In the last year, we have seen an unprecedented level of national discussion about agriculture. News pundits, presidential candidates, and social media leaders are suddenly talking about farming.
Whatever your views on individuals involved, this represents a wonderful opportunity to bring sustainable agriculture into the mainstream consciousness. There are some pitfalls, of course. Some of the people involved have agendas that are inconsistent with the interests of small farmers and WAPF-oriented consumers. And even well-intentioned people come up with counter productive proposals out of ignorance. So, it’s important for our community to pay attention to the discussions, identify what we think are good solutions and engage.
Much of the attention this year has focused on the impact of the trade wars on conventional farmers, in particular commodity crop farmers. In this arena, the interesting thing is what is not being discussed: the deeply flawed reasons that American farmers are so reliant on export markets. That’s a topic for another day, though.
This article is going to focus on the dramatic rise in interest in agriculture as a solution for climate change. This interest comes after several years during which agriculture, and especially livestock, has been demonized for greenhouse gas emissions. The animal rights, anti-saturated-fat and high-tech communities have all pushed the narrative that eating meat is bad for the environment in order to support their agendas for veganism, highly processed foods and lab-made alternatives.
While recognizing the agendas behind these interests, it’s important to acknowledge the valid concerns. The conventional CAFO (confined animal feeding operation) system is terrible for animal welfare, human health and the environment. Large CAFOs keep animals in inhumane conditions, spread dangerous pathogens such as E. coli 0157H7 and produce mountains of manure that contaminate water supplies and release large amounts of greenhouse gases.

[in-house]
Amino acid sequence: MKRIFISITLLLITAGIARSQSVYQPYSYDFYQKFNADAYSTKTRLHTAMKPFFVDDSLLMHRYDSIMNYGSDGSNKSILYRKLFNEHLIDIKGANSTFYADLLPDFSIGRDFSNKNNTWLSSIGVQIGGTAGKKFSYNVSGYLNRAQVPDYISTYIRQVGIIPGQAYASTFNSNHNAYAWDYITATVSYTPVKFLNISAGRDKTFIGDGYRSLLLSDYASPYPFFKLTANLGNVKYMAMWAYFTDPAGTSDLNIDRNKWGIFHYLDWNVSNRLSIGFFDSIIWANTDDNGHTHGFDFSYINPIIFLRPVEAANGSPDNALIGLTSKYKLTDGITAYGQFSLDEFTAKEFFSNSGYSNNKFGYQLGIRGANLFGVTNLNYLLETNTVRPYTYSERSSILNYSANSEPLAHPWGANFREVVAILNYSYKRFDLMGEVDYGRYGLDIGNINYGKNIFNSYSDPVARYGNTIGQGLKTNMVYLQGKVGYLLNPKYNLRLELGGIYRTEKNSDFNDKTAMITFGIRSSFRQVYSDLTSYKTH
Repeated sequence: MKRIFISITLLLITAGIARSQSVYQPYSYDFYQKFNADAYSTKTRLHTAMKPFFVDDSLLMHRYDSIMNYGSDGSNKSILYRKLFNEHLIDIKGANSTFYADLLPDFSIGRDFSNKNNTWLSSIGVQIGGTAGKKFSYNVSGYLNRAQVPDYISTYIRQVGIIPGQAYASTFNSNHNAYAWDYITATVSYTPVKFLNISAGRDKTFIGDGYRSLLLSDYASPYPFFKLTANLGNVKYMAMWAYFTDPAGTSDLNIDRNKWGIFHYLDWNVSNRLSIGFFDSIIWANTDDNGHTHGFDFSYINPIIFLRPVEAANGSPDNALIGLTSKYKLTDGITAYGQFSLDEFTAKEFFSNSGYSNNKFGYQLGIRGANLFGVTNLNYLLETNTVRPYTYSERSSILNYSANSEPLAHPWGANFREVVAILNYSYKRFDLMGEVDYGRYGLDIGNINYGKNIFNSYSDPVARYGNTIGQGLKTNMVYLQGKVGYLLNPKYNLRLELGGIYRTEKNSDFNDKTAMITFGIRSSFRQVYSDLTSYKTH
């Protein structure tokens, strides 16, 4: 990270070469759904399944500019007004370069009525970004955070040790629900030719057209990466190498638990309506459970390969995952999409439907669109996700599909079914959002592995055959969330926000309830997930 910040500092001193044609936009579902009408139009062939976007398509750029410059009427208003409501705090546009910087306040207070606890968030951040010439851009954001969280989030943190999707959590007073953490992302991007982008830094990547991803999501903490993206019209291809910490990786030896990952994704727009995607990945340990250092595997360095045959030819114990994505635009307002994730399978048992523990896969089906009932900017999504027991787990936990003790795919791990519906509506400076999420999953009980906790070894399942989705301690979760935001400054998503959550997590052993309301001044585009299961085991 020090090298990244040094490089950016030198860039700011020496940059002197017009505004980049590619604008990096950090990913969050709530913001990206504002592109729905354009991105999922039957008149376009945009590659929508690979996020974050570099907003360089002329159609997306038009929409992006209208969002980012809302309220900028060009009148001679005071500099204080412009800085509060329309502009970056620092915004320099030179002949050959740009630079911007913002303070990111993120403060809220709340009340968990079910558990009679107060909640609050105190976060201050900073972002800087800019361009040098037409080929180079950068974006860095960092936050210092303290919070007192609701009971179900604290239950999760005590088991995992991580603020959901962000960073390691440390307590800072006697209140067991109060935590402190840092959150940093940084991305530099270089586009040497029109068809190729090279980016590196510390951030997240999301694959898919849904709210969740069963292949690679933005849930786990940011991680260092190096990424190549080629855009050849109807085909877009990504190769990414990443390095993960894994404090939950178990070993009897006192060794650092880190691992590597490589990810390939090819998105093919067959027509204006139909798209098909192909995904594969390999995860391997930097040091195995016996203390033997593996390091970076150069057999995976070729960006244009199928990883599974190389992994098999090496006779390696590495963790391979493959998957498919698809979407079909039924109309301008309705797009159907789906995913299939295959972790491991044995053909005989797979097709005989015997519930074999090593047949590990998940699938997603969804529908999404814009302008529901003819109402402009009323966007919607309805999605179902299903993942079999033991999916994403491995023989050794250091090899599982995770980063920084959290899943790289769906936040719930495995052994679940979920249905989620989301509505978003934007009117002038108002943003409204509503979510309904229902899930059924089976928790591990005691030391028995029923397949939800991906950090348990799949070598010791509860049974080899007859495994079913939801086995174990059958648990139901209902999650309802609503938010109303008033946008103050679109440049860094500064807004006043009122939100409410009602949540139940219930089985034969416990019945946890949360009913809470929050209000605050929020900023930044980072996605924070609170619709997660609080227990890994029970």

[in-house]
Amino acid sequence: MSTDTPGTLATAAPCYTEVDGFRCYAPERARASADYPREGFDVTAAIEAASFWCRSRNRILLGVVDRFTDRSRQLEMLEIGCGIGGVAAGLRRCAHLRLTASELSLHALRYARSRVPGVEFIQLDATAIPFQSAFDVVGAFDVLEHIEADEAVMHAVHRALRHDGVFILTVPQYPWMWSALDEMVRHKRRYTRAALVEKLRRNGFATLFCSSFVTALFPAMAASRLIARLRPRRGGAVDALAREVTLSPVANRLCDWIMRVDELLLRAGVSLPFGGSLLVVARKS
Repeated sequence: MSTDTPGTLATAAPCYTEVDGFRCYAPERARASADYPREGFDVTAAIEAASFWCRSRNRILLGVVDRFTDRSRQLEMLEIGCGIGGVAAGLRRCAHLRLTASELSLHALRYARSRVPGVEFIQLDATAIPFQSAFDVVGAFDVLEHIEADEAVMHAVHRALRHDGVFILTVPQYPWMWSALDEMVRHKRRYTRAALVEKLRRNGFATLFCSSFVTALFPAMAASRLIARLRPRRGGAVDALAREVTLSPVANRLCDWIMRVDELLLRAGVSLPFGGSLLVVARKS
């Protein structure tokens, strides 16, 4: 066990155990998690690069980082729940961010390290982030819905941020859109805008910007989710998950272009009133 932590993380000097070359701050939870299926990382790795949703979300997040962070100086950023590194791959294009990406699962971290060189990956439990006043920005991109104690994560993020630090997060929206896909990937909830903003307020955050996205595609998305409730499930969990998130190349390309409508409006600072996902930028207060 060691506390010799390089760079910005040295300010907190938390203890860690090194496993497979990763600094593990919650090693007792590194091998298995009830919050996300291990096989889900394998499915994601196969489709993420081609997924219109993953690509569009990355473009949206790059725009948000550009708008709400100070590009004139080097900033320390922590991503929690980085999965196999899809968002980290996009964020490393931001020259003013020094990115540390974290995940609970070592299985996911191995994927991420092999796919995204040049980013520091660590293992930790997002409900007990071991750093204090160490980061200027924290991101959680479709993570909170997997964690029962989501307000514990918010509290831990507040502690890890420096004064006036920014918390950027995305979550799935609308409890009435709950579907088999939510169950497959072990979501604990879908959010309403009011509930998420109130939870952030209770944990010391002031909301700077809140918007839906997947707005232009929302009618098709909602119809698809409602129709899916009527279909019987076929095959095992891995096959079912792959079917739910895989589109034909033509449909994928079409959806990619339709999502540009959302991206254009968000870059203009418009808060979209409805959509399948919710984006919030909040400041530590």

What has been largely ignored—at least until this year—is the fact that we don’t face a choice between CAFOs and meatless diets. There is another alternative, as the WAPF community well knows. Raising livestock on pasture produces meat that is both safe and nutritious, and generates fewer greenhouse gas emissions than conventional crop production. Indeed, farmers using rotational grazing methods can create carbon-negative operations that sequester more carbon in the soil than they produce, creating a valuable carbon sink.
This is the true solution to the problems with CAFOs, one that produces nutritious food, good conditions for livestock, clean water and air, and healthy soils.
Before discussing this further, let’s first note one of the fake solutions that has been pushed in recent years. The Global Roundtable for Sustainable Beef is a coalition of entities such as World Wildlife Fund, meatpackers such as Cargill and Tyson, electronic tag companies like Allflex, pharmaceutical companies like Bayer and Merck, and McDonalds. While I generally promote finding common cause wherever we can, it strains credulity to believe that such a group is interested in supporting truly sustainable (i.e., local, family-scale, pasture-based) livestock production.
Rather, the Global Roundtable is likely to push things such as mandatory electronic ID, claiming that it’s needed so that they can confirm how animals are being raised. They will also probably suggest various tweaks to the CAFO system, perhaps adding a new drug or patented supplement from the participating pharmaceutical companies that reduces greenhouse gas emissions from the animals’ burps.
And then McDonalds can brag about using “sustainably raised” beef. Meanwhile, many of the key players will quietly invest in plant alternatives or lab-raised meats, ready to swoop in with new products to sell to consumers.